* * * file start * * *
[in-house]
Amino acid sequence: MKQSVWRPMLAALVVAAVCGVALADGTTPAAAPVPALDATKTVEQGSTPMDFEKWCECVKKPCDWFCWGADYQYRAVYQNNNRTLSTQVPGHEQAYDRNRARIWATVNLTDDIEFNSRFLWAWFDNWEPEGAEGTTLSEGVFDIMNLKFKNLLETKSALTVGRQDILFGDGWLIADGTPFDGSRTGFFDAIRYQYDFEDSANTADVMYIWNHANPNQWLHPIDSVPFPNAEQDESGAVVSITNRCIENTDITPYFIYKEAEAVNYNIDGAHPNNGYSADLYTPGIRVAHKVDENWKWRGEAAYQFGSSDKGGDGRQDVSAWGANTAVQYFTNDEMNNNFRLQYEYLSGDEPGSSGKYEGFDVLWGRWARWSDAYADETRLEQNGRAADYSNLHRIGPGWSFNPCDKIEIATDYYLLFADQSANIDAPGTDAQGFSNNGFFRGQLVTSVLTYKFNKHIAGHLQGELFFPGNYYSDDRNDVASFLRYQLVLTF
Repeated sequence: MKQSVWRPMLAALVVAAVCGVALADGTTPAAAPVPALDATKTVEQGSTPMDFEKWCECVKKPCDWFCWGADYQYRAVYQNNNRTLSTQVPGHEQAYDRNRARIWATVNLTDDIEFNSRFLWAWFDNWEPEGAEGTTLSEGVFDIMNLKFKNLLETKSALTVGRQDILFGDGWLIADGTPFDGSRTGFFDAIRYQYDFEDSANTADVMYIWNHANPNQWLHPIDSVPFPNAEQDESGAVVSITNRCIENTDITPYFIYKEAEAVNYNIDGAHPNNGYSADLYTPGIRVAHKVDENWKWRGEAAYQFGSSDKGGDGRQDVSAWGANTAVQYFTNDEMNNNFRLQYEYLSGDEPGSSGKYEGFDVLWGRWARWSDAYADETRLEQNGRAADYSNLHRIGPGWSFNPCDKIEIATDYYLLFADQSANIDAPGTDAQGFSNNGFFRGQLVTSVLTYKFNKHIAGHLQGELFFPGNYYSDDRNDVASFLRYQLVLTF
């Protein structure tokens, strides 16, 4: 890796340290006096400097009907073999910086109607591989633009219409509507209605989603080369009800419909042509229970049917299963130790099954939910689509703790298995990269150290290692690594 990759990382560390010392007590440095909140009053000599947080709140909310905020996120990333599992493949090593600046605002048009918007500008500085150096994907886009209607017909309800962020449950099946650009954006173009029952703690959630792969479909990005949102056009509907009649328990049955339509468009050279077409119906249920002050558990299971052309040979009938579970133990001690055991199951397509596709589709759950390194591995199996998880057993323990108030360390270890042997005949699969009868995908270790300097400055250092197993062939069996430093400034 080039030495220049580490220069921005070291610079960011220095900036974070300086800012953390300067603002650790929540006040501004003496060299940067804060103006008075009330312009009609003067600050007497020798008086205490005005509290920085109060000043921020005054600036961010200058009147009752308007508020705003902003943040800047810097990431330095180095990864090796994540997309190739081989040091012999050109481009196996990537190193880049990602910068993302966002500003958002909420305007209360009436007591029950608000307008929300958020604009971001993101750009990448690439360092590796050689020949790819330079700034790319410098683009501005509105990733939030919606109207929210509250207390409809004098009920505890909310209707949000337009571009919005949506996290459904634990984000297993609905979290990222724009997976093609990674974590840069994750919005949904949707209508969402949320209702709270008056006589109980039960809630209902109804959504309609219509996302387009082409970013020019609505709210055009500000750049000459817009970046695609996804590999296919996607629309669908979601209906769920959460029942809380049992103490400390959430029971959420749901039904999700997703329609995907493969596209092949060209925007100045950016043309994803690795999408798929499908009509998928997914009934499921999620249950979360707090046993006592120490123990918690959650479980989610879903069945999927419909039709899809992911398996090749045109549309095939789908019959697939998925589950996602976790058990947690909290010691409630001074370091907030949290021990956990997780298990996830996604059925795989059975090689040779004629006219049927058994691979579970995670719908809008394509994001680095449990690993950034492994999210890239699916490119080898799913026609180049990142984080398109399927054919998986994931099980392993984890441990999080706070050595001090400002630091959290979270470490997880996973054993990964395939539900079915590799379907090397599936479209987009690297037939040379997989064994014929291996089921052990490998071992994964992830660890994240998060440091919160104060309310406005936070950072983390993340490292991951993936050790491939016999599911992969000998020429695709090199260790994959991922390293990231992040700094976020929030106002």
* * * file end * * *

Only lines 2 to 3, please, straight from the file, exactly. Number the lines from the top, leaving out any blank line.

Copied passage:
Amino acid sequence: MKQSVWRPMLAALVVAAVCGVALADGTTPAAAPVPALDATKTVEQGSTPMDFEKWCECVKKPCDWFCWGADYQYRAVYQNNNRTLSTQVPGHEQAYDRNRARIWATVNLTDDIEFNSRFLWAWFDNWEPEGAEGTTLSEGVFDIMNLKFKNLLETKSALTVGRQDILFGDGWLIADGTPFDGSRTGFFDAIRYQYDFEDSANTADVMYIWNHANPNQWLHPIDSVPFPNAEQDESGAVVSITNRCIENTDITPYFIYKEAEAVNYNIDGAHPNNGYSADLYTPGIRVAHKVDENWKWRGEAAYQFGSSDKGGDGRQDVSAWGANTAVQYFTNDEMNNNFRLQYEYLSGDEPGSSGKYEGFDVLWGRWARWSDAYADETRLEQNGRAADYSNLHRIGPGWSFNPCDKIEIATDYYLLFADQSANIDAPGTDAQGFSNNGFFRGQLVTSVLTYKFNKHIAGHLQGELFFPGNYYSDDRNDVASFLRYQLVLTF
Repeated sequence: MKQSVWRPMLAALVVAAVCGVALADGTTPAAAPVPALDATKTVEQGSTPMDFEKWCECVKKPCDWFCWGADYQYRAVYQNNNRTLSTQVPGHEQAYDRNRARIWATVNLTDDIEFNSRFLWAWFDNWEPEGAEGTTLSEGVFDIMNLKFKNLLETKSALTVGRQDILFGDGWLIADGTPFDGSRTGFFDAIRYQYDFEDSANTADVMYIWNHANPNQWLHPIDSVPFPNAEQDESGAVVSITNRCIENTDITPYFIYKEAEAVNYNIDGAHPNNGYSADLYTPGIRVAHKVDENWKWRGEAAYQFGSSDKGGDGRQDVSAWGANTAVQYFTNDEMNNNFRLQYEYLSGDEPGSSGKYEGFDVLWGRWARWSDAYADETRLEQNGRAADYSNLHRIGPGWSFNPCDKIEIATDYYLLFADQSANIDAPGTDAQGFSNNGFFRGQLVTSVLTYKFNKHIAGHLQGELFFPGNYYSDDRNDVASFLRYQLVLTF